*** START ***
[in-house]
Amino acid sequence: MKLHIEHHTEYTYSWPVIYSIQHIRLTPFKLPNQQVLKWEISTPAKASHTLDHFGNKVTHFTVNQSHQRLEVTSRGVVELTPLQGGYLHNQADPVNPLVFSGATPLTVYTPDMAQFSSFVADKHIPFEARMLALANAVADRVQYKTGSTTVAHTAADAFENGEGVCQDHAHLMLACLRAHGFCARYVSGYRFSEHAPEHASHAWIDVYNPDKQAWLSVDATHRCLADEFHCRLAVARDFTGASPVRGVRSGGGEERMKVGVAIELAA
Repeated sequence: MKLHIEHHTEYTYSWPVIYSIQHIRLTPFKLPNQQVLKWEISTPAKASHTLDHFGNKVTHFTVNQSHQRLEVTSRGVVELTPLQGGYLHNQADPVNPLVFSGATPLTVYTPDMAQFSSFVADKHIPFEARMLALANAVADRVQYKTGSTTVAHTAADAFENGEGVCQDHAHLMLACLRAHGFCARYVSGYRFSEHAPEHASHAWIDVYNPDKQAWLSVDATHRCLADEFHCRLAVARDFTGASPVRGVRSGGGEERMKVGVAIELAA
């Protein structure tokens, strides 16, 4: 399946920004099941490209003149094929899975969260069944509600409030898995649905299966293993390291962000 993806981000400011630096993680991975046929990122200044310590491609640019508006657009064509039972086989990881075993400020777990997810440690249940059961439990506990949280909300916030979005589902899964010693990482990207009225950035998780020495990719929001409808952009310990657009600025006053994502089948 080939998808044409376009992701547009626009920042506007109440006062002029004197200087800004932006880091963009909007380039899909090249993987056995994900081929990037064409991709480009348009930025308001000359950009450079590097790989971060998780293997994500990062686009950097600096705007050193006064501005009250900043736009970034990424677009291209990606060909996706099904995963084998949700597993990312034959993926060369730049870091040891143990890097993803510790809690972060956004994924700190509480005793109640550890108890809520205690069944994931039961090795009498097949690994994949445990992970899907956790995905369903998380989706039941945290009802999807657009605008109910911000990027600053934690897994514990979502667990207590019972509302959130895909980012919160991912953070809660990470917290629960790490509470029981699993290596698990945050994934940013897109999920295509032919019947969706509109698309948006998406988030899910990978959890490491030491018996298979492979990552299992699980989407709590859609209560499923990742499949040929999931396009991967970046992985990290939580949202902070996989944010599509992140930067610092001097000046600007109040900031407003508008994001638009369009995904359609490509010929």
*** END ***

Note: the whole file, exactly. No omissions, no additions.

[in-house]
Amino acid sequence: MKLHIEHHTEYTYSWPVIYSIQHIRLTPFKLPNQQVLKWEISTPAKASHTLDHFGNKVTHFTVNQSHQRLEVTSRGVVELTPLQGGYLHNQADPVNPLVFSGATPLTVYTPDMAQFSSFVADKHIPFEARMLALANAVADRVQYKTGSTTVAHTAADAFENGEGVCQDHAHLMLACLRAHGFCARYVSGYRFSEHAPEHASHAWIDVYNPDKQAWLSVDATHRCLADEFHCRLAVARDFTGASPVRGVRSGGGEERMKVGVAIELAA
Repeated sequence: MKLHIEHHTEYTYSWPVIYSIQHIRLTPFKLPNQQVLKWEISTPAKASHTLDHFGNKVTHFTVNQSHQRLEVTSRGVVELTPLQGGYLHNQADPVNPLVFSGATPLTVYTPDMAQFSSFVADKHIPFEARMLALANAVADRVQYKTGSTTVAHTAADAFENGEGVCQDHAHLMLACLRAHGFCARYVSGYRFSEHAPEHASHAWIDVYNPDKQAWLSVDATHRCLADEFHCRLAVARDFTGASPVRGVRSGGGEERMKVGVAIELAA
């Protein structure tokens, strides 16, 4: 399946920004099941490209003149094929899975969260069944509600409030898995649905299966293993390291962000 993806981000400011630096993680991975046929990122200044310590491609640019508006657009064509039972086989990881075993400020777990997810440690249940059961439990506990949280909300916030979005589902899964010693990482990207009225950035998780020495990719929001409808952009310990657009600025006053994502089948 080939998808044409376009992701547009626009920042506007109440006062002029004197200087800004932006880091963009909007380039899909090249993987056995994900081929990037064409991709480009348009930025308001000359950009450079590097790989971060998780293997994500990062686009950097600096705007050193006064501005009250900043736009970034990424677009291209990606060909996706099904995963084998949700597993990312034959993926060369730049870091040891143990890097993803510790809690972060956004994924700190509480005793109640550890108890809520205690069944994931039961090795009498097949690994994949445990992970899907956790995905369903998380989706039941945290009802999807657009605008109910911000990027600053934690897994514990979502667990207590019972509302959130895909980012919160991912953070809660990470917290629960790490509470029981699993290596698990945050994934940013897109999920295509032919019947969706509109698309948006998406988030899910990978959890490491030491018996298979492979990552299992699980989407709590859609209560499923990742499949040929999931396009991967970046992985990290939580949202902070996989944010599509992140930067610092001097000046600007109040900031407003508008994001638009369009995904359609490509010929």